Those of us who still run Tweetbot 1.6.2 on an OS X version older than 10.10, are not necessarily very happy these days. Tweetbot is available only from the Mac App Store, the present version of Tweetbot (version 2) does not run on old OS X versions, and a few days ago Apple did something that broke the version of Tweetbot (that is, 1.6.2) that does work on old versions of OS X. It was something about a certificate that expired on November 11.
While downloading the latest compatible version (i.e., 1.6.2) from the Purchased tab in App Store does work, the download will still not run on OS X 10.8.5, at least not on any of the Macs that my wife and I have have access to. The application quits after a second or so. The official solution is to update to OS X 10.10 or newer, but for various reasons my wife and I cannot do that at present.
The following works on our Macs, though. If you plan to do the same thing because you saw me doing it, you are doing it at your own risk, though I doubt anything really bad will happen, because it’s only a matter of changing the date for a few seconds:
First I found a backup of Tweetbot on my backup drive (Time Machine in my case). Importantly, this was a backup from before 11 November 2015. I then copied Tweetbot from the backup drive and onto my Macintosh HD. I chose to copy it to a folder called ‘test’ for safekeeping there, so I won’t have to copy it from the backup drive every time something goes bad.
(On one of the Macs I didn’t have to copy it from the backup, instead I copied it from the Applications folder on the Mac itself. This worked because Tweetbot had not been restarted after November 11, so the local copy was not broken yet.)
Next, I copied the backuped version of Tweetbot into the Applications folder, where the application is supposed to be (the Mac asked for my admin password). The trick now is to launch Tweetbot while the Mac thinks that it is not yet 11 November 2015. The date can be set manually in the system preferences; but don’t set the date too early, because the trick won’t work then. I ended up setting the date to, well, 10 November 2015.
Launch Tweetbot. Be prepared that it may complain about ‘Timestamp out of bounds’, or even refuse to sign in to Twitter. When I switched the Mac back to today’s date and time, though, Tweetbot was happy.
To make this process faster, I don’t launch Tweetbot the normal way anymore. Instead I run this shell script using sudo. If I forget to use sudo, Tweetbot will break again because the date won’t be set, that’s why I included those first lines:
if [ "$USER" != "root" ] ; then
ntpdate -u time.euro.apple.com || date $time
The script takes note of the present date and time, then sets the date to November 10 at 11:11, launches Tweetbot, waits for five seconds, and finally consults Apple’s European NTP server (since I live in Norway) to set the correct date and time again. If the last step fails, the script should set the date, hour and minute to where it was five seconds ago, but it won’t be quite accute, since the seconds will be set to zero.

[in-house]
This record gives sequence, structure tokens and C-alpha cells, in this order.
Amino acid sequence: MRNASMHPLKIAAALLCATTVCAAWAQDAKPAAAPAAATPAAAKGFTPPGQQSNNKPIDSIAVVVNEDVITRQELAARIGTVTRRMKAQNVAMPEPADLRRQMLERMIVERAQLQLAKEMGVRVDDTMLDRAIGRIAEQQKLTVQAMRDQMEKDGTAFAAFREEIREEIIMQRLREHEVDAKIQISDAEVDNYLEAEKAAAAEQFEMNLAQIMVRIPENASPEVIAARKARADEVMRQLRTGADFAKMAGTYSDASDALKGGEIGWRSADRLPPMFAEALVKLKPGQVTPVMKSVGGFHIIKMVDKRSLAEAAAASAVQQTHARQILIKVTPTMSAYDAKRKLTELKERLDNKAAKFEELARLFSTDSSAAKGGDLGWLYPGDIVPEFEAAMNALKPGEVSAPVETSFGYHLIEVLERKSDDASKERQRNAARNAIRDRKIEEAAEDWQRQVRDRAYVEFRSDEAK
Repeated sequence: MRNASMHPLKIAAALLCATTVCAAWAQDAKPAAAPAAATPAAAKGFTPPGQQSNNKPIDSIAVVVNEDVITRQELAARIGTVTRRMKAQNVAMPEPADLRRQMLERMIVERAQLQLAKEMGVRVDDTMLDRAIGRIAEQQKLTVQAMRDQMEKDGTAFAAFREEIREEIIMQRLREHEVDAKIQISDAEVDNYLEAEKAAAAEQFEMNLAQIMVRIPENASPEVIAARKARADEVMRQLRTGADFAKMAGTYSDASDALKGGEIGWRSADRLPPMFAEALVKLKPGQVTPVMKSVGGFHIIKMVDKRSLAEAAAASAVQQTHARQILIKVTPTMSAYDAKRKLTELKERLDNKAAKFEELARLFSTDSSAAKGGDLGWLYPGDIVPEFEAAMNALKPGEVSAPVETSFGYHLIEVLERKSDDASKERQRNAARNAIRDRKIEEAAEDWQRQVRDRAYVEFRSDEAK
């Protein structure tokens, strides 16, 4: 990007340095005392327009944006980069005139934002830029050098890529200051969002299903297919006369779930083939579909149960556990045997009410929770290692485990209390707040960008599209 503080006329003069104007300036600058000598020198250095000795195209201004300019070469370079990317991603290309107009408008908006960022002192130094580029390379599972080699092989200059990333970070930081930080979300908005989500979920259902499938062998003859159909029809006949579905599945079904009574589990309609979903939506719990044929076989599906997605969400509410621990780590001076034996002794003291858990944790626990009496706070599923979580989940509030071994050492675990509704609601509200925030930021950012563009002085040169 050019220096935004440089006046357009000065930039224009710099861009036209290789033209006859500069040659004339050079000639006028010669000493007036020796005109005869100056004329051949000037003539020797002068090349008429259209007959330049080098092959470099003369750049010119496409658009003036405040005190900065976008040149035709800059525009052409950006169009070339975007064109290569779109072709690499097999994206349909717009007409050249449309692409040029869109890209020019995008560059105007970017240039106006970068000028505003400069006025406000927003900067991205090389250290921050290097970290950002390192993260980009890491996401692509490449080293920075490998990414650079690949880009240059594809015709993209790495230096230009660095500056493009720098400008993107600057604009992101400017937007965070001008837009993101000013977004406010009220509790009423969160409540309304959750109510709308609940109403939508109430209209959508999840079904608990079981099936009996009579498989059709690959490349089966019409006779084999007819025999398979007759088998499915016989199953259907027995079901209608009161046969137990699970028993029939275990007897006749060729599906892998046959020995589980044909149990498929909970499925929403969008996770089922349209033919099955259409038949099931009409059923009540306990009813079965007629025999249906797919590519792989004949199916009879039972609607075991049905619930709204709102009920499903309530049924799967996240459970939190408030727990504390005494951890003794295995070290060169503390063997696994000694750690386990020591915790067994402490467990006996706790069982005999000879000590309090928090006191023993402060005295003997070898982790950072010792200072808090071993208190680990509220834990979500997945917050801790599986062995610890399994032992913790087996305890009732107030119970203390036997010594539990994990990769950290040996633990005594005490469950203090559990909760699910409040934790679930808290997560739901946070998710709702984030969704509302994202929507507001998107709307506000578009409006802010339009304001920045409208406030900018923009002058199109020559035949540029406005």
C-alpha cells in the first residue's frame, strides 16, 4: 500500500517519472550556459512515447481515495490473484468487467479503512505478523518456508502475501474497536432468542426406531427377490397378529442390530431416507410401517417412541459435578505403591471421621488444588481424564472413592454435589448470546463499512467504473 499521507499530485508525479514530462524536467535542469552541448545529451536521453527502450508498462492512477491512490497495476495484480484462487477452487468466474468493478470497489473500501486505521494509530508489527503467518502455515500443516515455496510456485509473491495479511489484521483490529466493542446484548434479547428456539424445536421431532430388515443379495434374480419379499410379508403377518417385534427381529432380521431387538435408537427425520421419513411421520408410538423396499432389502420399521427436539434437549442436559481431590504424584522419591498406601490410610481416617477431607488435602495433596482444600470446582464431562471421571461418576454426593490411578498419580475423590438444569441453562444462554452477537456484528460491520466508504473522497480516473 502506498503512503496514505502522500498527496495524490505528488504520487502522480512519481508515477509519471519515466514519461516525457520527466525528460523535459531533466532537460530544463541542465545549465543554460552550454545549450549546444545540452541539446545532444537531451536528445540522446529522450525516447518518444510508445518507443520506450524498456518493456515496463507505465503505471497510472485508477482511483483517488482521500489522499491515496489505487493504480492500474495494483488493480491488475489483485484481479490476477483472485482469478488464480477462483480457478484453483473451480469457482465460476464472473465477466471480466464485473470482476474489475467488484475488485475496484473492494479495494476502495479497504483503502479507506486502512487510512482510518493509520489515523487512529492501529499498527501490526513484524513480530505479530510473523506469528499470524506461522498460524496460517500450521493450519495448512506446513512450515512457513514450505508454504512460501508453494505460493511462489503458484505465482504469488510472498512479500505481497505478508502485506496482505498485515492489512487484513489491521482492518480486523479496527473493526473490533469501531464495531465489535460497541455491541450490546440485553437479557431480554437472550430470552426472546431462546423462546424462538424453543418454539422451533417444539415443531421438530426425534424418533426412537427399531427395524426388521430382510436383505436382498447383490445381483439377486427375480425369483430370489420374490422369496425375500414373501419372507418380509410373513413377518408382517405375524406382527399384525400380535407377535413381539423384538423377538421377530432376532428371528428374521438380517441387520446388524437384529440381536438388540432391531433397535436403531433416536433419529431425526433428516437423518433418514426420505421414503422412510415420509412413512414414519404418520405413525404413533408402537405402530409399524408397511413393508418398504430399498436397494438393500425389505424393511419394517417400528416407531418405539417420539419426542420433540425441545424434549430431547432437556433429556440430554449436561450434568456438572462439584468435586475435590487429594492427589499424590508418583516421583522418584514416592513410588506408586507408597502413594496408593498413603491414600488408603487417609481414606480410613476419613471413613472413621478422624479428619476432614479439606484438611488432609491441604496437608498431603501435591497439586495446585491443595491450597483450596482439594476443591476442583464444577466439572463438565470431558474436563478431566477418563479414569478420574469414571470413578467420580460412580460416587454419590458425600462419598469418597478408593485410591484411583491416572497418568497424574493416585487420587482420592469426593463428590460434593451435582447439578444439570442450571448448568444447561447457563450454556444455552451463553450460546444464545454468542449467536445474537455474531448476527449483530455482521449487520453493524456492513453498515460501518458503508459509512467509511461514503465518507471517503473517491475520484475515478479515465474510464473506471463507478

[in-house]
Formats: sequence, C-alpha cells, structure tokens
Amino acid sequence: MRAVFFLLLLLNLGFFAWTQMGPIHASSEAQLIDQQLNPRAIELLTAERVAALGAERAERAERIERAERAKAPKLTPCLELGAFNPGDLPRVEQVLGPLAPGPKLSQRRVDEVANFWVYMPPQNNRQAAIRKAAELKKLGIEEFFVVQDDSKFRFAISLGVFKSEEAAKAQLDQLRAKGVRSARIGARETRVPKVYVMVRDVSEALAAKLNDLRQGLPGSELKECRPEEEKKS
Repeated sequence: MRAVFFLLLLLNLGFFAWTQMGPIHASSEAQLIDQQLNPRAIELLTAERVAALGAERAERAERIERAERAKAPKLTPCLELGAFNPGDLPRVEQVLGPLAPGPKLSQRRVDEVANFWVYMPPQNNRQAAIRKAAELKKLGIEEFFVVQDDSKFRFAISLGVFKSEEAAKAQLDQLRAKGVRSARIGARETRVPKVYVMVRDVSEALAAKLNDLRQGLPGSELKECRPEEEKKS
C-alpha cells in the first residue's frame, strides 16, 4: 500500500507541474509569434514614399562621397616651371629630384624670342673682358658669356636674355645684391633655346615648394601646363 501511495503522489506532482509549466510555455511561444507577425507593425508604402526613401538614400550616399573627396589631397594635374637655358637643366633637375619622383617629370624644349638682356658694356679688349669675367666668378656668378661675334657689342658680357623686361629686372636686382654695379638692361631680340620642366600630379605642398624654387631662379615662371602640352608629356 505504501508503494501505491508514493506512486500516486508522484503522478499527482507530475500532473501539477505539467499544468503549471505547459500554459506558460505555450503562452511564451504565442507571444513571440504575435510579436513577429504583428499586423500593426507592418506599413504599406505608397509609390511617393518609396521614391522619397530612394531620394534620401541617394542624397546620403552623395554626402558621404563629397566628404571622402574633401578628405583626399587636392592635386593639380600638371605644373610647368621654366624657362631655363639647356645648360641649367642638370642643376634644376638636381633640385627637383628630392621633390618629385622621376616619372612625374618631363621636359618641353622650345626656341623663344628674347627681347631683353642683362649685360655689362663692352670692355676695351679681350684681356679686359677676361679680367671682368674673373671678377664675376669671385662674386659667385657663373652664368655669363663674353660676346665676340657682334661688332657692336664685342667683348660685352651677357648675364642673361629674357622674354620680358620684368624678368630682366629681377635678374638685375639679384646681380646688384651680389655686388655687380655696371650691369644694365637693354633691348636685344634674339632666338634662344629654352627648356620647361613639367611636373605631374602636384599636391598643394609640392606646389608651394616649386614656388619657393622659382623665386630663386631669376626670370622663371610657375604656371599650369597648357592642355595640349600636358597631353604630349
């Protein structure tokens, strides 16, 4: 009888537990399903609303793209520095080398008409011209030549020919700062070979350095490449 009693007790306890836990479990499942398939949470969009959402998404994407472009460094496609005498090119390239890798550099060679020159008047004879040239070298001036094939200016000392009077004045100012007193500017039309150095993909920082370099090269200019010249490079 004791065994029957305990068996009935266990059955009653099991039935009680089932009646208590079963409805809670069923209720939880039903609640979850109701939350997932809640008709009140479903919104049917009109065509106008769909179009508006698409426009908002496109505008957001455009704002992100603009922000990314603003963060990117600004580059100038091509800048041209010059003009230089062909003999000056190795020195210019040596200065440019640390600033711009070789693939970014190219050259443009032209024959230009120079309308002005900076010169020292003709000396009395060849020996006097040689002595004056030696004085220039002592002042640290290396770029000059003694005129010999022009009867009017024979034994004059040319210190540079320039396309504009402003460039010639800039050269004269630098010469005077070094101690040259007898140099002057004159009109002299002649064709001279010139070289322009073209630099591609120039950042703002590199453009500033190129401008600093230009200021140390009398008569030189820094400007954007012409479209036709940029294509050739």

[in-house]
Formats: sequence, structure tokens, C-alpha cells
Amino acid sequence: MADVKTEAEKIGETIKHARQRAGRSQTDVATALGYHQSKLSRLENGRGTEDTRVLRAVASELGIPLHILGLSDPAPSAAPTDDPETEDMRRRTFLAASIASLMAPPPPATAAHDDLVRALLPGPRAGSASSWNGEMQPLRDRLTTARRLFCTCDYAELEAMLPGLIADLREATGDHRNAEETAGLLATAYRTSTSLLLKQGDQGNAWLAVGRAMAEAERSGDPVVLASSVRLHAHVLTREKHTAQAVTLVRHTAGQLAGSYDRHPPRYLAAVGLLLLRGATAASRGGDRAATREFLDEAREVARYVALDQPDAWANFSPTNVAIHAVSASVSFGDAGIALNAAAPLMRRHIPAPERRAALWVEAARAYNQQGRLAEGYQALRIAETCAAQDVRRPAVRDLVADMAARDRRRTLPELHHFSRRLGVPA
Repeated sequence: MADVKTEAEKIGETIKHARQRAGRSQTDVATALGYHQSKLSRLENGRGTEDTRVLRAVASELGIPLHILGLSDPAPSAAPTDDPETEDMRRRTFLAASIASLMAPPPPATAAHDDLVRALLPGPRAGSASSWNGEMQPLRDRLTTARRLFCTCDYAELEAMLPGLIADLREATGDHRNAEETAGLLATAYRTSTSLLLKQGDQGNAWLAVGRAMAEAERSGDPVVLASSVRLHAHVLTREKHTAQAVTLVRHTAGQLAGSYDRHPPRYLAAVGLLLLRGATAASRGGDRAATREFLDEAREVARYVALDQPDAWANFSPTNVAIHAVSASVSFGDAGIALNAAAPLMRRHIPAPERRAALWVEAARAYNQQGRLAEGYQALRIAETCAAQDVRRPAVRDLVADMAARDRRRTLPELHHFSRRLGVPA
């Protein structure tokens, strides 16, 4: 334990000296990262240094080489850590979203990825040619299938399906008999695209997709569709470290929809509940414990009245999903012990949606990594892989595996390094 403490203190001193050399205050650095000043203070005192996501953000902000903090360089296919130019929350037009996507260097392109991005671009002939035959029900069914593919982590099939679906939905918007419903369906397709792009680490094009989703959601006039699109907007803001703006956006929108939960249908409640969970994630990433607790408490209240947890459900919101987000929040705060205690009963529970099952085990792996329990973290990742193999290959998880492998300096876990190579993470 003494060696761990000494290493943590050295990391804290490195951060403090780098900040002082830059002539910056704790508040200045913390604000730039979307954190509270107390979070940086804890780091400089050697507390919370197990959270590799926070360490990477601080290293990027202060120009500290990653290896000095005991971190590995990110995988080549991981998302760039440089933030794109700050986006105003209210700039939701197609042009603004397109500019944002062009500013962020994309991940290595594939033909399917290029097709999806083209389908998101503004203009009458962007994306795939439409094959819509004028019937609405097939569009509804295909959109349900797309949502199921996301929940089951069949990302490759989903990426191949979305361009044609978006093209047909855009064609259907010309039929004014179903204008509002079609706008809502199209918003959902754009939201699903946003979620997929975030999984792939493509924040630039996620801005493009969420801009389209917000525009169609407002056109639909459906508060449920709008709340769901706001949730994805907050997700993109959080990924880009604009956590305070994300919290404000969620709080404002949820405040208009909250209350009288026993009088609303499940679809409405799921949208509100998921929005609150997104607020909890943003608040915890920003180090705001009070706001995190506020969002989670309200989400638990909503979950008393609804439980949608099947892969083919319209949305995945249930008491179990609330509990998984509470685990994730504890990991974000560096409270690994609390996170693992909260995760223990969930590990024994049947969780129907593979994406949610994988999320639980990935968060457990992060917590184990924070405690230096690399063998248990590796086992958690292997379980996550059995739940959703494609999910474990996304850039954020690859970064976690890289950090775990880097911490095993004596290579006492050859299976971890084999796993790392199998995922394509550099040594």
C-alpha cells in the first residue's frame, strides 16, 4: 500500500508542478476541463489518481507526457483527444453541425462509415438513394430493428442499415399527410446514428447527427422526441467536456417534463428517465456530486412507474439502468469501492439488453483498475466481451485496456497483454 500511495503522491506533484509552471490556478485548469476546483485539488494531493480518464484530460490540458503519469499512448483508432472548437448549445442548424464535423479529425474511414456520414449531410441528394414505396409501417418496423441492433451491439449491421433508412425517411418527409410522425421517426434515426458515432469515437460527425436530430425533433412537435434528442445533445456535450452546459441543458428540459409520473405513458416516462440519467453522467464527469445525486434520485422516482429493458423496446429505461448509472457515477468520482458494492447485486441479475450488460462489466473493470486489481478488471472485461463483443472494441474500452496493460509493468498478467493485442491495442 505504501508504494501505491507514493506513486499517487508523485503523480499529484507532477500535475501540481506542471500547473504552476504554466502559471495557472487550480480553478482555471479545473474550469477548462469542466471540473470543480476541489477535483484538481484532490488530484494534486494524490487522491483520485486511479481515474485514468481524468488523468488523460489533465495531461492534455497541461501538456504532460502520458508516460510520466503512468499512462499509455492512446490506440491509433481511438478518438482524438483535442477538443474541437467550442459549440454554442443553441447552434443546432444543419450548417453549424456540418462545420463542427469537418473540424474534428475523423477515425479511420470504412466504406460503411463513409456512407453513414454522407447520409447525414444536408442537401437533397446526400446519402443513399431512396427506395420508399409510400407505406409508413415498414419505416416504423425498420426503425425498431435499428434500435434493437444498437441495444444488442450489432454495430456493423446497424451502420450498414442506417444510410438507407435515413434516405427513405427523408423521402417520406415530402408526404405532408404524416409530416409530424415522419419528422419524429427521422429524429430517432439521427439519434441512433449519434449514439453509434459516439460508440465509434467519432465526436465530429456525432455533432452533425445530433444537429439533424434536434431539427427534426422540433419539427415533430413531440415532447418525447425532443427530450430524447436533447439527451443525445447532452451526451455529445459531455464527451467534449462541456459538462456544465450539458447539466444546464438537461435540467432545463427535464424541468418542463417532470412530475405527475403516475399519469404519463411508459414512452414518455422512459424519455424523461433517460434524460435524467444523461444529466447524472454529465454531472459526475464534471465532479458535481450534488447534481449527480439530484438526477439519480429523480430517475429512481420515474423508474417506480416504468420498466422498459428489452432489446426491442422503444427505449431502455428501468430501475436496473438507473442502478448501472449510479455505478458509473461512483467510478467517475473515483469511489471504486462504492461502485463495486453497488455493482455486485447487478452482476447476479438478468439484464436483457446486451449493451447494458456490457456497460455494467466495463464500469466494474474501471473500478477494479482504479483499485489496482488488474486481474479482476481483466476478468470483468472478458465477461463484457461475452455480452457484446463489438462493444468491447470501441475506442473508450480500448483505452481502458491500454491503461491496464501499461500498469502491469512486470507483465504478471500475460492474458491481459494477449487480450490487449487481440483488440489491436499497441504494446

The delay of 5 seconds doesn’t give my Tweetbot installation the time to even complain. The delay may have to be adjusted, though, if it is too short for Tweetbot to launch properly on your Mac. If this happens, the application will most probably break again, and will have to be copied to the Applications folder once more. That is a good reason to keep a backup of Tweetbot elsewhere on the internal drive, as I did in the ‘test’ folder above.
This is a quick and dirty trick, and the Macintosh system time may run a few seconds late afterwards, depending on how the date is set the second time. Also, the shift to an incorrect date and time, even though it’s only for a few seconds, may interfere with other applications running on the Mac. For instance, an e-mail that arrives just when the time is wrong, may get a wrong timestamp. So as stated above, do this at your own risk, and especially if you don’t know already how to create and run a shell script.
(Quick guide for the desperate: Copy the few lines of code, start the Terminal, type ‘nano tweetbotscript’ without the quotes and press the return key. Paste the code. Press ctrl-O (that is, the letter O) and the return key to save the script. Press ctrl-X to exit nano. Type ‘chmod u+x tweetbotscript’ and press the return key. Type ‘sudo ./tweetbotscript’ and hit the return key. Type your password when queried. I saved my script in the ~/bin folder instead, and so the details here are a little different. The quick guide for the desperate presupposes that you have already enabled the root user.)
I usually prefer to purchase my applications from the developer, not from the Mac App Store. What Glenn Fleishman at Macworld calls the ‘MAS extinction’, has given me another reason to do so, in addition to considerations like earlier updates and more money for the developer. Unfortunately, this specific application can only be bought on the Mac App Store.